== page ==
"The death on the Cross, then, for us has proved seemly and fitting, and its cause has been shown to be reasonable in every respect and it may justly be argued that in no other way than by the Cross was it right for the salvation of all to the place. For even thus - not even on the Cross - did He leave Himself concealed; but far otherwise, while He made creation witness to the presence of its Maker, he suffered not the temple of His body to remain long, but having merely shown it to be dead, by the contact of death with it, He straightway raised it up on the third day, bearing away, as the mark of victory and the triumph over death, the incorruptibility and impassibility which resulted to His body." (Incur. 26)
And there is a wonderful theological reflection cast in a poetic manner assigned to an unknown writer described as "Ps.Theophilus" (the real Theophilus being a second c. writer). You can see how such passages helped shape our later liturgical hymnography:
The Cross purifies the man thatpursues the energies cast forth from it.The Cross is the holy mystery,The Cross is the consolation of those who arein distress because of their sins.The Cross is the straight way, not leading astraythose who walk on it when they are estranged.The Cross is the high tower whichreceives those who are running to it.The Cross is the ladder which raisesthe human being to the sky.The Cross is the garment which theChristians are wearing.The Cross is the helperof the poor and the help for those who are distressed.(Sermon the Cross and the Good Thief)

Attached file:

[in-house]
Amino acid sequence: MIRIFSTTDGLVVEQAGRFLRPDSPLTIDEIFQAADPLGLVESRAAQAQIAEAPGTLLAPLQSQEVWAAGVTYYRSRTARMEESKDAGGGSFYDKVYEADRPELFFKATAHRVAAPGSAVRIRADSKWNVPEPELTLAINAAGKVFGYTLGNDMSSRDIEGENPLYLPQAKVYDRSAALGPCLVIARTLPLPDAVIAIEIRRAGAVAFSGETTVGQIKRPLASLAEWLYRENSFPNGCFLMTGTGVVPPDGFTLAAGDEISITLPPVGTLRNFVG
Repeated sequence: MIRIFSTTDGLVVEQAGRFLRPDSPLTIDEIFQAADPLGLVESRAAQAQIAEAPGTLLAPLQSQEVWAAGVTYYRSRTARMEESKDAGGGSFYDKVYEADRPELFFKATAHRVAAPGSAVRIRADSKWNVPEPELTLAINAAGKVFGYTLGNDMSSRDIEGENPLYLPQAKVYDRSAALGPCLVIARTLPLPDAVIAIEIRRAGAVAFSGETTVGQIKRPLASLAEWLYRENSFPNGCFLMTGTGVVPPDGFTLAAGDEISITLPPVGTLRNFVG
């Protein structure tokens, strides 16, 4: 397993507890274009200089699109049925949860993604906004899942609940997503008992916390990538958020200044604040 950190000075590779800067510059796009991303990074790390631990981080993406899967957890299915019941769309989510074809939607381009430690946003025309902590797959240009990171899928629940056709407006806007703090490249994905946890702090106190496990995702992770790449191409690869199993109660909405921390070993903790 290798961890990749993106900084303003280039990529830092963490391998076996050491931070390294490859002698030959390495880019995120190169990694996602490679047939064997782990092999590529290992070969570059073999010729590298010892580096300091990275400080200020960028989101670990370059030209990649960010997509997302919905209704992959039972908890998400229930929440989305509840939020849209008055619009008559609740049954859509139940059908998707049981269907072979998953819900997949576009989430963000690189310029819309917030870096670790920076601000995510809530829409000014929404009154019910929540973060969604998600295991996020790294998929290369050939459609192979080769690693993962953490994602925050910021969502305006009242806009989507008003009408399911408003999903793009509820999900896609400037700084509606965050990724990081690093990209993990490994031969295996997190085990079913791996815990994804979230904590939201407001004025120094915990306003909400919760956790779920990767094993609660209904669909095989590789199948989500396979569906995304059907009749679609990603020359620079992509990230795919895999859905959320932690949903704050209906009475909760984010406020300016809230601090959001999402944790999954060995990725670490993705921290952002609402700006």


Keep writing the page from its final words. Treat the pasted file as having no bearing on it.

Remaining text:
I should also point out that it was probably the North African thinker, Tertullian, who first explicitly mentioned how Christians "signed" themselves with the Cross - at all times as you will read below. It is difficult to determine just how early Christians began to actually do this, but Tertullian does speak of it as an established tradition at a very early date (late 2nd- early 3rd c.):
" ... at every forward step and rising, at every entrance and exit, when we dress, when we put on our shoes, when we bathe, when we dine, when we light our lamps, on our couches, on our seats, in everything that we do, we trace this sign upon or foreheads." (Cor. 3)